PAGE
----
Sorry for derailing the thread. Rant over.

Preach, sister. I could have written that myself.

Too long, don't read: I agree. The caveat is when people bring up their weight / eating habits themselves.

My family feels the need to comment on my body when I was rail thin (high school runner), each time I would politely tell them that they would likely lose weight if they stopped eating like a pig and started to exercise. They stopped bringing up my thinness.

Team/People,

I don't want to come across as snarky (even though that's kind of my thing), but in this particular instance, health is a majorly important thing for me. I wasn't initially intending to chime in on this latest foam, but I did. I feel bad for all of you who spend time and energy worrying about what others' think. I actually agree with most of you, but it's not relevant. The people who say things like that, unsolicited, are not worth the time and energy to type the responses. Let's move forward. Here is the link to the Strength and Fitness challenge for this year. If you want feedback, go there. If you don't, welcome to the forums, where we give financial advice and face punches for stupid spending. Don't live your life concerning yourself with the stuff people say, let's just do this, and keep going on.

This is the Overheard at Work thread, so things aren't like the rest of things around here. That being said, even though this is foamy, I'd prefer to keep things like we do on the rest of the forums. Just sayin'. Let's do this!!!!

[...]
...it took a long time for me to realize that maybe looking at someone who is trim and fit, and trying to eat like they do - is not a bad idea.  It doesn't always work (I've done a lot of experimentation in the last few years).  [...] Hmm...

You should visit the post I linked to above.
Join the cycling challenge!
Get in shape in 2017!
Frugal FIRE - Episode 2

"Mustachians rarely sit back and let things happen to them. Mustachians go out and happen to things."

CM*TO - Ticket Lottery

Wings5

  • 5 O'Clock Shadow
  • *
  • Posts: 56
Re: Overheard at Work
« Reply #8603 on: June 04, 2015, 10:49:40 PM »
This one's actually mustachian:

Today a senior leader, one of the well-respected silverbacks in the office, told a large group of us over lunch that he was selling his current home and moving into one that's about 1/7 the cost of what he lives in now, and banking the proceeds for retirement.

Torran

  • Bristles
  • ***
  • Posts: 375
Re: Overheard at Work
« Reply #8604 on: June 05, 2015, 02:41:41 AM »
You know what, at the risk of annoying a ton of people (because in my experience any mention of fatness or slimness bring out INTENSE emotions in people) I totally empathise with you on this.

Welcome to the MMM forums, where your experience is not quite what you may have experienced on other forums. We're pretty awesome around these parts.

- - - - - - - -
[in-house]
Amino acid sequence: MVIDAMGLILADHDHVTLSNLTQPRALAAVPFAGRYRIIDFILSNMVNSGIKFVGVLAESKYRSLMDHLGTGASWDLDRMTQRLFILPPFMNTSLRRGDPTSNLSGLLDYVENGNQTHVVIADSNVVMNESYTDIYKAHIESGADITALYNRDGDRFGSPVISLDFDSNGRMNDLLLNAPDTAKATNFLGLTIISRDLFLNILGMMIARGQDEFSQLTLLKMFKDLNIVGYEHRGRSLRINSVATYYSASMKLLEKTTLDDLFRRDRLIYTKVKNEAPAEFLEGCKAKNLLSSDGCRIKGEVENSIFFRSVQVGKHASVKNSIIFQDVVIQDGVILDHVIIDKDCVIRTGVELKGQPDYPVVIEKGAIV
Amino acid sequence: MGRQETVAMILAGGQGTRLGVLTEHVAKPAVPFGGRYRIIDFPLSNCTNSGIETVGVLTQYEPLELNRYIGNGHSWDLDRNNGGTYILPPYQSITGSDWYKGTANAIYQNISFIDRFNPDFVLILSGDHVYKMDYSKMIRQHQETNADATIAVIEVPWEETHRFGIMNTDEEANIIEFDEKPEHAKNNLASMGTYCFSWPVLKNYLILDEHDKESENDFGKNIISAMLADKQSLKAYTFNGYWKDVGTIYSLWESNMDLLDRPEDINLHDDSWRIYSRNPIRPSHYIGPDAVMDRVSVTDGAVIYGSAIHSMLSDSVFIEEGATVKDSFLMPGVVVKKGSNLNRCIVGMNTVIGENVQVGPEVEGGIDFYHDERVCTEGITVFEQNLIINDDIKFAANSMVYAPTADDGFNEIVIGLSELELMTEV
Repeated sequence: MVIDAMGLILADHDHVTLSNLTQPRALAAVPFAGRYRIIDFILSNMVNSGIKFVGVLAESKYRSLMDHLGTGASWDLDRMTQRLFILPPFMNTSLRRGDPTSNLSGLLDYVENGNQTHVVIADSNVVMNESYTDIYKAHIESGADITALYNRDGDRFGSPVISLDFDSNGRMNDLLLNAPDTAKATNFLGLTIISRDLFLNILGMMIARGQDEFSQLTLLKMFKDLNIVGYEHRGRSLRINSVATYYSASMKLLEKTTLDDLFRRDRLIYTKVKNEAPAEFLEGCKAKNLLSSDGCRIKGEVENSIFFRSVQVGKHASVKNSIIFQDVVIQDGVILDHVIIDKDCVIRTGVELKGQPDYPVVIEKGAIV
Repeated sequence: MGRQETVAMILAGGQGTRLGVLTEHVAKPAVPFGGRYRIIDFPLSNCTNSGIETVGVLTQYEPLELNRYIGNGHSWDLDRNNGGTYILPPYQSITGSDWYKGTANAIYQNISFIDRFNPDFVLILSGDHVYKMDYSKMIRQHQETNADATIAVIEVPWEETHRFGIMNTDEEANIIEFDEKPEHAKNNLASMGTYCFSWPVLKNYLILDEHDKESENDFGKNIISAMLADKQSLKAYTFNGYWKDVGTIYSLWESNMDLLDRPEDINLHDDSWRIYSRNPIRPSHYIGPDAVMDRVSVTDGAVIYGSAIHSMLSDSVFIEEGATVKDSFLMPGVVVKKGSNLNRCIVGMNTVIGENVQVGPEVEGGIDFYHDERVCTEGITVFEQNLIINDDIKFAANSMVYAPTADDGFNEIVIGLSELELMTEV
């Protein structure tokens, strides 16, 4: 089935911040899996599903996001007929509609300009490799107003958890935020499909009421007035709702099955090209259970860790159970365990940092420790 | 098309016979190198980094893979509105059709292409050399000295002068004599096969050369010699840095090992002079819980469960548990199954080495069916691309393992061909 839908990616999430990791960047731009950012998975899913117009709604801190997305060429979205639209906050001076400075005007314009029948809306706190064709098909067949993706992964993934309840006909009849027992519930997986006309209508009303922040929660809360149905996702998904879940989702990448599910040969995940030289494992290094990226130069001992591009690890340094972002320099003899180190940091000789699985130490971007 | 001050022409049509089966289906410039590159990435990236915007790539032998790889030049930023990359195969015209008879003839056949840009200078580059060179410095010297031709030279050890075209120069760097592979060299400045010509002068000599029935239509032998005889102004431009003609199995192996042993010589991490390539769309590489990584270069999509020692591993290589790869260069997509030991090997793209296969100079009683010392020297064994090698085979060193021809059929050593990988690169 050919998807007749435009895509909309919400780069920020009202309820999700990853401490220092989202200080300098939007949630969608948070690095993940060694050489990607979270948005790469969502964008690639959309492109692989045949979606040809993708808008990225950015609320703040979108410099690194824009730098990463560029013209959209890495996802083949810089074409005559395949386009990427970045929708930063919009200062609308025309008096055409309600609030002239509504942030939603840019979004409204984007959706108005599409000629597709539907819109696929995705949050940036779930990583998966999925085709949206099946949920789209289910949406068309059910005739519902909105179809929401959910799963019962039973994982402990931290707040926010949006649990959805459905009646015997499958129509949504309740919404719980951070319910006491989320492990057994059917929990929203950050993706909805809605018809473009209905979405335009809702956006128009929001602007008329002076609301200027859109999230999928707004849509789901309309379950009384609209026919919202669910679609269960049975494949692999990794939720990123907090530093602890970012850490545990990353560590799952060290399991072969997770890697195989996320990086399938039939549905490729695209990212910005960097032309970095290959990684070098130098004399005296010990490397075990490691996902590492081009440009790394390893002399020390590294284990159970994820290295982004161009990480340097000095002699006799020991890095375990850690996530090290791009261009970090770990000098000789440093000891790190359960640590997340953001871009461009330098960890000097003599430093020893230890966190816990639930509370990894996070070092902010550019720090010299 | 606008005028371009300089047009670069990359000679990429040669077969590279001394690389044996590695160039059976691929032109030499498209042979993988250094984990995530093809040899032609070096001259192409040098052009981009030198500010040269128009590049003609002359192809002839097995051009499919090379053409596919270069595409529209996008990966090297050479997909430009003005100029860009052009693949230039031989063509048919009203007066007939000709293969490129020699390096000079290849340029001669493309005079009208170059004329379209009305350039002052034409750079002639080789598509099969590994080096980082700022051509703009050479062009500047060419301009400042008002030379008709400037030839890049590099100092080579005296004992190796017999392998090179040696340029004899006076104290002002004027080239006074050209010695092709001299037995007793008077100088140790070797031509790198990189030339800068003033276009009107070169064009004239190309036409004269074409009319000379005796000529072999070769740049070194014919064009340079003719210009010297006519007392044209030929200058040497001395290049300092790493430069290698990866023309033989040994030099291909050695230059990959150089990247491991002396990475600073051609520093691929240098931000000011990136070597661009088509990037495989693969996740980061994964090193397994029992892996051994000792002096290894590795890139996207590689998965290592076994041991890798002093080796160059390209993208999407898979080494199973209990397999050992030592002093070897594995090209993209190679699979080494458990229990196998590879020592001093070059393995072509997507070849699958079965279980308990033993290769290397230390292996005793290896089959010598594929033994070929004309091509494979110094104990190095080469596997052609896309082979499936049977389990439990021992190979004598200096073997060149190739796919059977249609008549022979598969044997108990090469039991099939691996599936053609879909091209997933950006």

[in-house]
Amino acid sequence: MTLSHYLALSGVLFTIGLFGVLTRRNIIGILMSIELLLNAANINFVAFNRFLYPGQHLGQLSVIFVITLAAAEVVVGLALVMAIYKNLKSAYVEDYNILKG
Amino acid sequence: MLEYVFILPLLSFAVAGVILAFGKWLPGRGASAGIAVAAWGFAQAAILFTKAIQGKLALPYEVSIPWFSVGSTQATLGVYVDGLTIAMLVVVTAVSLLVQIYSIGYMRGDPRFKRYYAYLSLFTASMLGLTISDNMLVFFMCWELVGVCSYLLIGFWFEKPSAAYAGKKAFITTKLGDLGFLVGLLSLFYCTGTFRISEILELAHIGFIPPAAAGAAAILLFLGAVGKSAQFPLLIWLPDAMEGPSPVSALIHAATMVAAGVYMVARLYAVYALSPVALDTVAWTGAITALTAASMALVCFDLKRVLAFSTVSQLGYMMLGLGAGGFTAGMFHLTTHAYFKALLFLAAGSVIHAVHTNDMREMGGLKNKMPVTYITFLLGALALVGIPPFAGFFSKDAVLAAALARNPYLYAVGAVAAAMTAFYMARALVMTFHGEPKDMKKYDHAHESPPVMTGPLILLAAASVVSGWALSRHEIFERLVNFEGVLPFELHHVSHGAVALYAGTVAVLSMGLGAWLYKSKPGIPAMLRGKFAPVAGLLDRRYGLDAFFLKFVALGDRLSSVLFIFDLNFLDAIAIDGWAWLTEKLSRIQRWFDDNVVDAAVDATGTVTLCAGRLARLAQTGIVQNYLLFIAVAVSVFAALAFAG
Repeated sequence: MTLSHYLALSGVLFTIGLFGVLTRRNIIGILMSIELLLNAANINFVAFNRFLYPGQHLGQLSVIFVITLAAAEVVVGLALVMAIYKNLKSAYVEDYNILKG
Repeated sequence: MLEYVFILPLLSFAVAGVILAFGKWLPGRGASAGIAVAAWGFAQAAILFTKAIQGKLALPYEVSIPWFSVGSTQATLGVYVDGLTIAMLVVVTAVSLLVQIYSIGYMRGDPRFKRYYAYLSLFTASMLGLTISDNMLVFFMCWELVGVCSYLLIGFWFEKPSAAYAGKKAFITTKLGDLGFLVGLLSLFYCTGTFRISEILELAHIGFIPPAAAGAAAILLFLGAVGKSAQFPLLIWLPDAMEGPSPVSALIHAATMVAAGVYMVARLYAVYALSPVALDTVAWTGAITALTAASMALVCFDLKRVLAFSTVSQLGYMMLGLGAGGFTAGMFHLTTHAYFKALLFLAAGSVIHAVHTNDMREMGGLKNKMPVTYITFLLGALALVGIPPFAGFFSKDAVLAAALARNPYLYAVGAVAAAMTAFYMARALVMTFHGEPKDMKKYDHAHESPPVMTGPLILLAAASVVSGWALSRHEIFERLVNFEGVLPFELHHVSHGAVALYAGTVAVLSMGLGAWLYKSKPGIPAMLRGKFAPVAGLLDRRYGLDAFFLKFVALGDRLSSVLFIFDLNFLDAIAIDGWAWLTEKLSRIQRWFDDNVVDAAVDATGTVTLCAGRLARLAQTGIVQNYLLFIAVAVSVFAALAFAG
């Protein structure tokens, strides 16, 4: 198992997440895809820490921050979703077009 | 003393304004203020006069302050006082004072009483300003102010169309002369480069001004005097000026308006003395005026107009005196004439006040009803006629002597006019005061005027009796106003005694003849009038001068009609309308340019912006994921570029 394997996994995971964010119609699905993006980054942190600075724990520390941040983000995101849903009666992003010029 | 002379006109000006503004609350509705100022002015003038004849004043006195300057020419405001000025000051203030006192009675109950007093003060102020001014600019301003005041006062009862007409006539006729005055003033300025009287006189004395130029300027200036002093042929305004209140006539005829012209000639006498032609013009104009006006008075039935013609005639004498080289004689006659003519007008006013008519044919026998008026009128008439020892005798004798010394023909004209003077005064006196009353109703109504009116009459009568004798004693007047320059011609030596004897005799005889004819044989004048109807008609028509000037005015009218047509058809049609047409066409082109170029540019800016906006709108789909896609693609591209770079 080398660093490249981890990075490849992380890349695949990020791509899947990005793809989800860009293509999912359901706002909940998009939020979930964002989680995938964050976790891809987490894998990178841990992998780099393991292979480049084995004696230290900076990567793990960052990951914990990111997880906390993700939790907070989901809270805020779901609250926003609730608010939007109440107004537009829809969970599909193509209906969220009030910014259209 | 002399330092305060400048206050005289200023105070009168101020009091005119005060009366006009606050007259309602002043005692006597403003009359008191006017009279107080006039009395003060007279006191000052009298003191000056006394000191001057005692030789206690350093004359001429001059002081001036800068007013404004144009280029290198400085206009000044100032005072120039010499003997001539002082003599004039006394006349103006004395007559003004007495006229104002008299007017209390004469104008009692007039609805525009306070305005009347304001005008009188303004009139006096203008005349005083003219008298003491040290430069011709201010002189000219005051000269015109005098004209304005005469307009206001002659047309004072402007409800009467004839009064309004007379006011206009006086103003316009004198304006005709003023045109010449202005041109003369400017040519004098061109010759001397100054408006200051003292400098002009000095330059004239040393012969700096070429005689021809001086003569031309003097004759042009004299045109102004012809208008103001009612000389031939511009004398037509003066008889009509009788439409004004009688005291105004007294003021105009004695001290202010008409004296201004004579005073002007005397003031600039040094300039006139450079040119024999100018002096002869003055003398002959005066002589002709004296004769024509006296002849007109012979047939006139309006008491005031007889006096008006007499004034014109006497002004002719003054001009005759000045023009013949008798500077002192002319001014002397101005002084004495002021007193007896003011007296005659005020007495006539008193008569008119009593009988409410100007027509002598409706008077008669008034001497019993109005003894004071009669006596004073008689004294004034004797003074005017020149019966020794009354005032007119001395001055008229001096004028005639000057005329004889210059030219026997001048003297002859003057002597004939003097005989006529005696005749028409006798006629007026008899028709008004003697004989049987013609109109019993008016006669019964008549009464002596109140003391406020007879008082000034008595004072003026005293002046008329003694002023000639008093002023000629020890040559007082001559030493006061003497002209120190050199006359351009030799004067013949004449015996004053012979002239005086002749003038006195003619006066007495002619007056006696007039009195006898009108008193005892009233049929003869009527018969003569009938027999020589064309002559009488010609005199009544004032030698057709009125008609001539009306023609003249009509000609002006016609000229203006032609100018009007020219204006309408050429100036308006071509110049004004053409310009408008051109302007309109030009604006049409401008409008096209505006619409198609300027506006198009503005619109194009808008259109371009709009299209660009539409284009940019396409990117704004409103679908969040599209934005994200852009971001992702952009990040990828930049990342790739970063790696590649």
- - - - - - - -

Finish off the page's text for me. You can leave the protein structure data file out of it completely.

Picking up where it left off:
My feelings on weight:
1. I don't care what size anyone is
2. I don't care what they eat
3. Food is tasty, it's nice to eat it. Sometimes it's nice to talk about it too.
4. BUT my own body weight, and the amount I eat, is not something to judge, loudly, infront of me. Or make jokes about.

I am naturally quite thin, which for some reason seems to be similar to wearing a sign saying 'please comment on my body in any way you wish, be as rude as you like, I'm thin so it doesn't count as rude anyway'. I have lost count of the amount of times that someone (and it has always been a woman, overweight) has commented along the lines of 'I wish I could eat the way you do', 'you don't understand how hard it is to diet', 'it'll catch up with you when you're older', 'where do you put it all', etc etc.

It makes me so angry, and here is another list for why.

1. I'm female. This is women hating on other women about their size. Just doing the work of mysogynists all by ourselves. Way to go ladies.
2. I don't comment on their bodies. And I'm not judging them for what they eat.
3. But... when they say they wish they could 'eat the way I do', sometimes I just wish I could take them up on that idea and take over their eating habits for just one week, so they have to eat everything I do. And then they might believe me that I just eat a normal amount. And do some exercise.

Sorry for derailing the thread. Rant over.

Preach, sister. I could have written that myself.

Too long, don't read: I agree. The caveat is when people bring up their weight / eating habits themselves.

My family feels the need to comment on my body when I was rail thin (high school runner), each time I would politely tell them that they would likely lose weight if they stopped eating like a pig and started to exercise. They stopped bringing up my thinness.

Team/People,